The soil transfer process of the bonnet cleaners may be characterized as a "circular engagement process" since the pad rotates in a circular motion essentially in the plane of the carpet surface. The method employed by bonnet cleaners has the advantage of being fast drying if a relatively small amount of cleaning liquid is employed. However the process is fundamentally unstable since the rotating pad starts out clean and becomes less and less effective as a cleaning tool as it collects soil. Additional limitations of bonnet cleaners include transferring soil from soiled areas to relatively cleaner areas, leaving much of the cleaning fluid in the carpet, and having the potential to damage the carpet. With respect to the latter, some carpets, particular twisted ply variations, may be damaged by aggressive engagement with the rotating pad. Additionally, the bonnet cleaning process is a relatively labor intensive process since the pad requires frequent soil monitoring and frequent removal of soiled pads.
Yet another limitation of bonnet cleaners is the relatively uncontrolled use of cleaning liquid in the carpet cleaning process as some areas of the carpet may receive more cleaning liquid spray than other areas. Reliance on operator spraying of cleaning liquid to the carpet surface may result in over wetting of some areas and under wetting of other areas.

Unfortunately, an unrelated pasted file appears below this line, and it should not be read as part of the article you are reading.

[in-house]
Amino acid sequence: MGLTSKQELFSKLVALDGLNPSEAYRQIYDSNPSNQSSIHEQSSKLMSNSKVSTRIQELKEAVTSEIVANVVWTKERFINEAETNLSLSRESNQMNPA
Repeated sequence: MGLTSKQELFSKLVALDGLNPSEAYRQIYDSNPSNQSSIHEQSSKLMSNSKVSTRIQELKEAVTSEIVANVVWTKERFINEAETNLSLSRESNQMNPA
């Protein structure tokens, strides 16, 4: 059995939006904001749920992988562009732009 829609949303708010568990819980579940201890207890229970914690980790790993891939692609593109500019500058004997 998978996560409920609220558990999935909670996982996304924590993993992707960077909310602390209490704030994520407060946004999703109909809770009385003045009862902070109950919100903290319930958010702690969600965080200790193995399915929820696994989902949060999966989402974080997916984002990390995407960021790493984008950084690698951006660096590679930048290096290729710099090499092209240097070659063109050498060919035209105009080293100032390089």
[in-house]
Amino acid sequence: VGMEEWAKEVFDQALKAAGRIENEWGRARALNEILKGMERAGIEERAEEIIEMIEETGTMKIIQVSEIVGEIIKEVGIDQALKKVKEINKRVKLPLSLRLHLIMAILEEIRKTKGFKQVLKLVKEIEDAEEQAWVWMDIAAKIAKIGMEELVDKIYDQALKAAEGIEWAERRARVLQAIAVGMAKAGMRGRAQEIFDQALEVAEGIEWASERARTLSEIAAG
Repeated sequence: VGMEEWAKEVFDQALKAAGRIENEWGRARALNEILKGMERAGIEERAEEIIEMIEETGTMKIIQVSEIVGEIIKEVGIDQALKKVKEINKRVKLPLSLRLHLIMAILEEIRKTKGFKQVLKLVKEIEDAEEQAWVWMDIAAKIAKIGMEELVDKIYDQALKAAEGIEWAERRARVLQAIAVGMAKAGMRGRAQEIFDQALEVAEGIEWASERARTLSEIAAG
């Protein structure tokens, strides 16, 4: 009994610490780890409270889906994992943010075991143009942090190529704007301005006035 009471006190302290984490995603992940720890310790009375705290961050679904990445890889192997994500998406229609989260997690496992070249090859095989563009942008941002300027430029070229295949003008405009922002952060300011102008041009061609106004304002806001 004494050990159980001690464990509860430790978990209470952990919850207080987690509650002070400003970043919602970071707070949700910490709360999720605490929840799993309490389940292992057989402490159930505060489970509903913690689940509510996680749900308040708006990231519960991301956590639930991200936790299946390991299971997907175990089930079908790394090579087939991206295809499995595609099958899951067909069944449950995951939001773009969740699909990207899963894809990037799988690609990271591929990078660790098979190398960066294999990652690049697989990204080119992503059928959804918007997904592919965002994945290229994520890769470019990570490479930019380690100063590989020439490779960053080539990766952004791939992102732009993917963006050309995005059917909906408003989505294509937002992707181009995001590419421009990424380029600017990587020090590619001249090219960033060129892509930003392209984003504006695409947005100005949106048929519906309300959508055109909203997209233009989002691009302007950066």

Another type of surface maintenance machine designed for carpet cleaning is referred to as a "hot water extractor" or an "extractor machine." Extractor machines are commonly used for deep carpet cleaning. In general, an extractor is a transportable self-contained device which (i) sprays cleaning liquid directly onto the carpet to create a wetted carpet portion, (ii) agitates the wetted portion with a brush, and (iii) removes some of the cleaning liquid and soil in the carpet through a vacuum system. Generally, the extraction process applies a relatively large quantity of cleaning liquid on the carpet. While the vacuum system recovers a portion of the applied cleaning liquid, a significant portion is retained by the carpet. As a consequence, carpet drying times are substantially longer than in the bonnet cleaning process.